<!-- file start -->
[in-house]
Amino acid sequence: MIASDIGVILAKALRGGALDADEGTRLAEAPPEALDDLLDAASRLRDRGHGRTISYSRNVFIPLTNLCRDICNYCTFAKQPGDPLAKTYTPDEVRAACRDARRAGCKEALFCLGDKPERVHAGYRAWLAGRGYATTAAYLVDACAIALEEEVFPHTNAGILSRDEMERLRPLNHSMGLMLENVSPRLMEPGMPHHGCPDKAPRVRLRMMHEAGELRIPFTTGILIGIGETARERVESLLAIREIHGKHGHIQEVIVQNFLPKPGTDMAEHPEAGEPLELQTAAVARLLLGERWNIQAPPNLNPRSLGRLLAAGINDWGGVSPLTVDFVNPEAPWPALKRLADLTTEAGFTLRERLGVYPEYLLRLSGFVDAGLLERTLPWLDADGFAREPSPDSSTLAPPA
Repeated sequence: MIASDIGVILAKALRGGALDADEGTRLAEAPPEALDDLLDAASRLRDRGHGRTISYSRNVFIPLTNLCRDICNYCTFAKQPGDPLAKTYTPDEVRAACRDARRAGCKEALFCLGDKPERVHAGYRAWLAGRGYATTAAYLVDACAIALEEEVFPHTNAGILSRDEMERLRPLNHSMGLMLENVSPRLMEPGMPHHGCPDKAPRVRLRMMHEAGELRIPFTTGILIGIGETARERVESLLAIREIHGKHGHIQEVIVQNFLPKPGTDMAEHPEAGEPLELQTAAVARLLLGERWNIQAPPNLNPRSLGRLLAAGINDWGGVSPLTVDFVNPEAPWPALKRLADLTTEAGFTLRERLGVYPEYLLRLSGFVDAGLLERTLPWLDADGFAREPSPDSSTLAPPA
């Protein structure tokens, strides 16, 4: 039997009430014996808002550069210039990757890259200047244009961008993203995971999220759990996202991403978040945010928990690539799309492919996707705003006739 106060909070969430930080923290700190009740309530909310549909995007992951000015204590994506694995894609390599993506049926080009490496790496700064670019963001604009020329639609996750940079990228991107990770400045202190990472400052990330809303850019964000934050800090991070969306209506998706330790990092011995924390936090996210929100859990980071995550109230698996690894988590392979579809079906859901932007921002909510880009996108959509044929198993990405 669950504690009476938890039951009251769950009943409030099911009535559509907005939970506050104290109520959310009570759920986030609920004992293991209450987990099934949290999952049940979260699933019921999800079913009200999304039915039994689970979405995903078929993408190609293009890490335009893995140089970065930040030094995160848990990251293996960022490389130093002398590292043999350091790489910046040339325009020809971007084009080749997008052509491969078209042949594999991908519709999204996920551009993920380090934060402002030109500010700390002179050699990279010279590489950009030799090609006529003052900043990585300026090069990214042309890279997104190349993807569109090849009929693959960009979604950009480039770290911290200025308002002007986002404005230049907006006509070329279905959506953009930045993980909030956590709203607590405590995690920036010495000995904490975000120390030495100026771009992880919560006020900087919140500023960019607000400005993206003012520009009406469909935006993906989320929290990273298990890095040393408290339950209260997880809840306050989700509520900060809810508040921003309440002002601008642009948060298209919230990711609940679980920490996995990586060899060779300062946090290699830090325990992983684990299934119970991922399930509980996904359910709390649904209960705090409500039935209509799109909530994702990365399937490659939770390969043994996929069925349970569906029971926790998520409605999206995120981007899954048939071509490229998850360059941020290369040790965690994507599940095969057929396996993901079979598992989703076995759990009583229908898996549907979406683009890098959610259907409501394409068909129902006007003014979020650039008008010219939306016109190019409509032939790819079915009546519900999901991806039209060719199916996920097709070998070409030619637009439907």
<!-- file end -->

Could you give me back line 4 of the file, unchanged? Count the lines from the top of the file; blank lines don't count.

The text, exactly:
């Protein structure tokens, strides 16, 4: 039997009430014996808002550069210039990757890259200047244009961008993203995971999220759990996202991403978040945010928990690539799309492919996707705003006739 106060909070969430930080923290700190009740309530909310549909995007992951000015204590994506694995894609390599993506049926080009490496790496700064670019963001604009020329639609996750940079990228991107990770400045202190990472400052990330809303850019964000934050800090991070969306209506998706330790990092011995924390936090996210929100859990980071995550109230698996690894988590392979579809079906859901932007921002909510880009996108959509044929198993990405 669950504690009476938890039951009251769950009943409030099911009535559509907005939970506050104290109520959310009570759920986030609920004992293991209450987990099934949290999952049940979260699933019921999800079913009200999304039915039994689970979405995903078929993408190609293009890490335009893995140089970065930040030094995160848990990251293996960022490389130093002398590292043999350091790489910046040339325009020809971007084009080749997008052509491969078209042949594999991908519709999204996920551009993920380090934060402002030109500010700390002179050699990279010279590489950009030799090609006529003052900043990585300026090069990214042309890279997104190349993807569109090849009929693959960009979604950009480039770290911290200025308002002007986002404005230049907006006509070329279905959506953009930045993980909030956590709203607590405590995690920036010495000995904490975000120390030495100026771009992880919560006020900087919140500023960019607000400005993206003012520009009406469909935006993906989320929290990273298990890095040393408290339950209260997880809840306050989700509520900060809810508040921003309440002002601008642009948060298209919230990711609940679980920490996995990586060899060779300062946090290699830090325990992983684990299934119970991922399930509980996904359910709390649904209960705090409500039935209509799109909530994702990365399937490659939770390969043994996929069925349970569906029971926790998520409605999206995120981007899954048939071509490229998850360059941020290369040790965690994507599940095969057929396996993901079979598992989703076995759990009583229908898996549907979406683009890098959610259907409501394409068909129902006007003014979020650039008008010219939306016109190019409509032939790819079915009546519900999901991806039209060719199916996920097709070998070409030619637009439907």